I only finally wrote about Rumer Godden here back in February (wow, time flies), when I finally got round to reading the wonderful China Court. I've read a good many of her other books before I ever started blogging, so she had never turned up here, despite being one of my favorite authors. But recently, I finally turned to two of her books that I had never felt compelled to sample before. The first of these was also the first of Godden's dance-themed books that I've experienced.
|I love my vintage paperback edition|
of this book, so can't help sharing it with you
I think I always imagined that, not being particularly interested in ballet, I would find her dance books less interesting or enjoyable than her other novels, but in fact I found Candle just as difficult to put down as any of her other books. If it's perhaps not, for me, absolutely in the top tier of Godden's novels, it's still very, very good. The aging Madame Holbein, once a great dancer herself, now a great teacher, can be added to the many inspiring women characters Godden created (I picture a film version, with a marvelous opportunity for an older actress—hmmmm, who should it be?), and the dynamic between her and the young dancers—her favorite, who is letting her ego get the best of her, and the brilliant student Madame resents, perhaps, for being too good—is fascinating.
Of course, as much as anything, it's Godden's unique and compelling style that makes the book succeed. I love her description of the poor theatre dressmaker:
Miss Porteus wore a little hard black velvet pincushion pinned to the left breast of her dress in the shape of a heart. To her niece, Lollie, it seemed that it was Miss Porteus' heart, withered and worn, stuck with sharp pins. Madame would have added, "Filled with sawdust instead of good red blood," but that was too old a thought for Lollie, who worried about her aunt.
And then there's this passage, which evokes the passage of time that Godden explored so eloquently in A Fugue in Time and would again in China Court:
Tomorrow Archie would dart, every nerve alive in a tumultuous effort to please, his eyes hot and dry, his cheeks burning, his heart beating like a clapper with excitement. It happened again, in every season, with every performance, with each entrance of each dance. Time passes, that is what they say, but that is what it doesn't do, said Madame. In each one, with each one, Madame lived through it again. It left her exhausted, but that was why she lived.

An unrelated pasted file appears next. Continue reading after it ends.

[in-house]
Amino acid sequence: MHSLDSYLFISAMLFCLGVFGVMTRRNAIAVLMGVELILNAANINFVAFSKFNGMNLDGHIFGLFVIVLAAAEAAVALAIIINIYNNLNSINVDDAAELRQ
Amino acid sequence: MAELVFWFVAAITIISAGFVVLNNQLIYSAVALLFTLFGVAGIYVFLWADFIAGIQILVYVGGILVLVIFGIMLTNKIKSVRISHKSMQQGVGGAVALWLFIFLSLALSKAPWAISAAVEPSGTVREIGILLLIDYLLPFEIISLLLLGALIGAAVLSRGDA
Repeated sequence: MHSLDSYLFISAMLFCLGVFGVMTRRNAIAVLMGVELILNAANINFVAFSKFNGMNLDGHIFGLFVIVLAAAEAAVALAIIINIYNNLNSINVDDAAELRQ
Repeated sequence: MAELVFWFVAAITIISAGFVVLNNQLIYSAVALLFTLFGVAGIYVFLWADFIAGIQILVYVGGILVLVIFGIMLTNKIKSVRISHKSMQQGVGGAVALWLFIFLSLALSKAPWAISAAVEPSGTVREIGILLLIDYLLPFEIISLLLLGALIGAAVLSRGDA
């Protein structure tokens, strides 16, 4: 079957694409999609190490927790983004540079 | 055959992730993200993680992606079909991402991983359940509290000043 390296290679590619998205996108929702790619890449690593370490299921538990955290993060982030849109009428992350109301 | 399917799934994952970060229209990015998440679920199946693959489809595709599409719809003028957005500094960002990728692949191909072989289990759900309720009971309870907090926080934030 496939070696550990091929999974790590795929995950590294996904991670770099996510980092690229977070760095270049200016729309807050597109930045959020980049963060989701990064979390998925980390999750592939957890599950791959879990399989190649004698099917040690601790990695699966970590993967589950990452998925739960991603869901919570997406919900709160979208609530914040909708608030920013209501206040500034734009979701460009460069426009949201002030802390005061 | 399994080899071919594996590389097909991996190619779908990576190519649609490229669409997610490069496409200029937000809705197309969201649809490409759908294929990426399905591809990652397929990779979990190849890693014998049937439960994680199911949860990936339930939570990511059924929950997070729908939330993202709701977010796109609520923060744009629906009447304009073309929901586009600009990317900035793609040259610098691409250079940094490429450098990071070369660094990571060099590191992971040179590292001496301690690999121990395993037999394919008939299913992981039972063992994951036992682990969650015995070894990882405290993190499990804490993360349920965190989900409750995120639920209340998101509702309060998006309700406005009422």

After Candle, I went on and read a couple of other books, but Godden's siren song soon proved too strong.
After enjoying Fugue and China Court so much, I had immediately placed an order for a couple more of the new-ish Virago editions of her work, so there was Cromartie vs. the God Shiva waiting patiently on my TBR shelf, seducing me into picking it up.
Cromartie was Godden's last book, published in 1997 (I hadn't quite registered that she published anything that late). It's set mostly in India where a young London attorney is investigating the background behind the theft of a valuable Hindu sculpture from a once-grand hotel, and is loosely based on a real case in which a similar sculpture was siezed by police as stolen as it was being examined in a museum. His resulting romance, and the details of his investigations, however, are pure fiction.
The book is enjoyable—it's hard for me to imagine anything by Godden not being that—and satisfying enough. It's just on a smaller, less complex scale than much of her earlier work, and therefore I suspect it won't linger in my memory for quite so long. But if you've exhausted most of Godden's work, and just can't bear not to have her humane, thoughtful authorial voice in your head yet again, Cromartie vs. the God Shiva may be just what the doctor ordered.